Reinsdorf and the Bulls have taken a lot of heat for retaining GM Gar Forman and VP of basketball operations John Paxson. Reinsdorf said the duo built “championship-caliber teams” before Derrick Rose suffered serious knee injuries. He also feels they have drafted well, naming Jimmy Butler, Taj Gibson, Nikola Mirotic and Joakim Noah among their best picks.

He’s confident with a young core group and a high lottery pick, the Bulls are on the upswing. Heading into Tuesday’s lottery, Chicago holds the No. 4 spot.

“I feel like we have a great opportunity with this year’s draft to add another player and I don’t think it’s unreasonable to think we can jump from where we were this year to a much better record,” Reinsdorf said. “I really think we’re set up. … I don’t claim that next year we’re going to be a championship caliber team, but I think you’re going to see the next step next year and a big jump.”

The Bulls could have up to $19MM in cap space this summer and Reinsdorf says they’ll use it to fortify the bench.

“We’re going to follow this plan through,” Reinsdorf said. “We have some cap space this year to spend on players. I do think we need to add to our depth and we’ll do that.”

Chicago’s decision to hand Jim Boylen a multiyear extension also caused grumbling among Bulls fans, considering the team’s 22-60 record. Reinsdorf was convinced by season’s end that the head coach had earned it.

“I think we knew towards the end of the season that Jim was the right person for us,” Reinsdorf said. “We had enough experience with him and so it was just a matter of getting the contract done.”

Chris Fleming Leaving Nets For Bulls

Nets assistant coach Chris Fleming will join the Bulls as the top assistant to Jim Boylen, tweets ESPN’s Adrian Wojnarowski.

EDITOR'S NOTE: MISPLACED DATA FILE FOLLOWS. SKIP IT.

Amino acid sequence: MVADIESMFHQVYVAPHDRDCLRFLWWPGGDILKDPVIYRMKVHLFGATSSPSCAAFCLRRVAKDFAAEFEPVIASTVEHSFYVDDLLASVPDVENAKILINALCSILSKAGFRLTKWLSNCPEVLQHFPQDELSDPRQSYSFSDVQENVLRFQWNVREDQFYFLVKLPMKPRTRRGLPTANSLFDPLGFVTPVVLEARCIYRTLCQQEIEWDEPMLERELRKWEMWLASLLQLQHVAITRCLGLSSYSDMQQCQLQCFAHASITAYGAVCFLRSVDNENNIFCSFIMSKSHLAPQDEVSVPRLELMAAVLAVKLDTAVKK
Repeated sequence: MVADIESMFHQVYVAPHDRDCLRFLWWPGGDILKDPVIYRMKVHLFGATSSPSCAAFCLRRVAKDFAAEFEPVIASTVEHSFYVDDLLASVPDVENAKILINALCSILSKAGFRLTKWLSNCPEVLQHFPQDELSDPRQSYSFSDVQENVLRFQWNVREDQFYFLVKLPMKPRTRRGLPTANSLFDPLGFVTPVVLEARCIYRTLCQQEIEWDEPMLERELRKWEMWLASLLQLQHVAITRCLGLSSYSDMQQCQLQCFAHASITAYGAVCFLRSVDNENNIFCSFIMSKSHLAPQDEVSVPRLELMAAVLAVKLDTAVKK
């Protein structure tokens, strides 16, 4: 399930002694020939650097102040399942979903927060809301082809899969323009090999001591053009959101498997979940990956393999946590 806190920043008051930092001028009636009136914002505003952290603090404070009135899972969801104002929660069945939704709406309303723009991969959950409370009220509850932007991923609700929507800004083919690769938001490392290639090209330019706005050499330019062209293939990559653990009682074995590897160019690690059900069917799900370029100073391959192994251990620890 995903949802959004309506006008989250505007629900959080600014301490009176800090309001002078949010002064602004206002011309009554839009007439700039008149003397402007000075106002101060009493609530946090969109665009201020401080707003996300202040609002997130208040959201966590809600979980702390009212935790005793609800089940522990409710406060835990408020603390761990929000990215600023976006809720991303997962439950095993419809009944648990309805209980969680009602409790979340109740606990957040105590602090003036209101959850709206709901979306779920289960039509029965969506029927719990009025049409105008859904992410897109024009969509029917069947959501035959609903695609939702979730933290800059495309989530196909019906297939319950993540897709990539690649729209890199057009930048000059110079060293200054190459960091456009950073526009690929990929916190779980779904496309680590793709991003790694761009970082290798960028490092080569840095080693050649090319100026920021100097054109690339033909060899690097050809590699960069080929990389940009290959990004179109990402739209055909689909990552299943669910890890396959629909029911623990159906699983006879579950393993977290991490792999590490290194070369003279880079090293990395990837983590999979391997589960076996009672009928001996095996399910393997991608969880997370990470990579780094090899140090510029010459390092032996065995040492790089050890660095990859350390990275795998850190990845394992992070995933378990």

A former coach of the German national team, Fleming joined Brooklyn’s staff in 2016 when Kenny Atkinson took over the team. Fleming also served as an assistant with the Nuggets during the 2015/16 season.

Boylen is reshaping his staff after signing a contract extension last week. Terms weren’t announced, but it is believed to be a multi-year deal.

Bulls Sign Jim Boylen To Contract Extension

2:24pm: The Bulls have officially announced Boylen’s extension (via Twitter). The new contract will replace his previous deal, per Wojnarowski and Malika Andrews at ESPN.com.

“He has tremendous passion for developing young talent, is a strong communicator and a good fit for this team,” VP of basketball operations John Paxson said in a statement. “The organization is confident in the direction that he is taking our players, and we are committed to him.”

2:05pm: The Bulls and Jim Boylen have agreed to terms on a deal that will extend the head coach’s contract, according to Adrian Wojnarowski of ESPN.com (via Twitter).